“I’m so scared of this anti-Wall Street effort. I’m frightened to death,” said Frank Luntz, a Republican strategist and one of the nation’s foremost experts on crafting the perfect political message. “They’re having an impact on what the American people think of capitalism”….
Frank Luntz may be very good at “crafting the perfect political message” for his people, but the messageof Occupy Wall Street has never been in doubt. This has been an organic movement since the beginning and continues to draw support from people that don't see a need for a “perfect” political message. We only see a need for achieving balance that is woefully out of alignment; a system that no longer represents the interests of the governed.
How difficult is this to understand? Is it not obvious that our freedoms, civil rights and economic security are threatened by the same political interests that provide massive sums of money to maintain the status quo, including owerful lobbying interests like the Central City Association?
For this reason “the message” does not need to be defined. There are too many issues, too many grievances to put into a single governing document or policy. The Occupation Movement stands for equality in any form it takes as far as social policy. This equality has become conspicuously absent in the current political environment that forces us to watch as our freedoms and liberties are systematically eliminated by those with self-serving motives to do so.
For instance, a resolution called H.R. 3162 was passed in October of 2001, the Patriot Act as it became known, which eliminated fundamental constitutional rights. In fact, it continues to prevail in direct opposition to the United States Constitution, contradicting the language carefully crafted by the Founders which has protected American's from abusive government and rogue law enforcement officials for more than 220 years.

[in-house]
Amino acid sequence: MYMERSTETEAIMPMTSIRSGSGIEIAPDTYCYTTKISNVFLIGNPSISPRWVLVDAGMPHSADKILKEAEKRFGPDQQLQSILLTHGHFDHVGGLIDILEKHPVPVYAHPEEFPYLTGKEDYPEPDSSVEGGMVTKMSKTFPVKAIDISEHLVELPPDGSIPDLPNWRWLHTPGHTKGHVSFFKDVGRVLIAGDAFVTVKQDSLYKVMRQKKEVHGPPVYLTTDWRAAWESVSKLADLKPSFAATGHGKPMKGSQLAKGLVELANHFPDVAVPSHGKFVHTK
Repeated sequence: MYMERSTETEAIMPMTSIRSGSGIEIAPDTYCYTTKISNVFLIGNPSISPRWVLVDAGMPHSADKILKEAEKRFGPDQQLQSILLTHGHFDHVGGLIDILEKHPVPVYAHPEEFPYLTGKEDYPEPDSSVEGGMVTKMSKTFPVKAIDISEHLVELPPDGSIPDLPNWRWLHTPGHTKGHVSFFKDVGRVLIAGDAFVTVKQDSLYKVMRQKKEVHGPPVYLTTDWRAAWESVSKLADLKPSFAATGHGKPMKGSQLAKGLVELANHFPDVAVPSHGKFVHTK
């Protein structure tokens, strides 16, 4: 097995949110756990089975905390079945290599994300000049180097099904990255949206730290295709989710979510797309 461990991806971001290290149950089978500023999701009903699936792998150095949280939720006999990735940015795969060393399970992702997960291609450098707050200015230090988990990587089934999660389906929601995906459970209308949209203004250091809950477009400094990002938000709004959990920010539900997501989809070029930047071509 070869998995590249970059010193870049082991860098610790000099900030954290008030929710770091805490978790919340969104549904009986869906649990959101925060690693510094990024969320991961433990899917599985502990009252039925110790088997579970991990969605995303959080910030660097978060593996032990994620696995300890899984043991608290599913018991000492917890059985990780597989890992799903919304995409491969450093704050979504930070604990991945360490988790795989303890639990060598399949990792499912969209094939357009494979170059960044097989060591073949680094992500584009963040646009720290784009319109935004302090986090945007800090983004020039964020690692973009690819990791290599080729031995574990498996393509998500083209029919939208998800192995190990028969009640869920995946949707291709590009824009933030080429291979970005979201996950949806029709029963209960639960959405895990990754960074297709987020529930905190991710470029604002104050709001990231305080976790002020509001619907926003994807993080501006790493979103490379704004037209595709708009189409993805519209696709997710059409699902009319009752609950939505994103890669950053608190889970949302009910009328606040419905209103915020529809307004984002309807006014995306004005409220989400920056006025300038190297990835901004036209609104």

And so we have become a “threat” to the powers that be. We have endured for two months in a hostile environment, then forced out to work on spreading the message of equality from coffee shops and safehouses. But to the consternation of those who have put so much effort into silencing us, the message will not be evicted or censored. It can't be. It is the same message that gave birth to this nation, beckoning to the dispossessed and disenfranchised around the world. People who spread the word in many languages that there was a place where equality was more than a catchphrase.
That nation, that bastion of equality, has been replaced by a political and economic infrastructure that cheats the poor and rewards failure. This is the problem we seek to correct. To restore balance. To spread the message of economic justice.
So maybe the Mayor will understand that those who occupied City Hall are not subversives or hooligans or criminals. They do not deserve to be incarcerated for their efforts. They do not deserve to be dragged through the justice system because the took the initiative, just like you said, to demand attention long enough to spread the message when their political leaders, the mainstream media, and organizations like the Central City Association saw this as a threat to their cozy, largely unscrutinized, methods of doing business.
Here's the extended version of Britten's video posted yesterday:
2:50 PM--Cheryl Aichele has posted a message that charges have been dropped against all but eight of those scheduled to be arraigned today.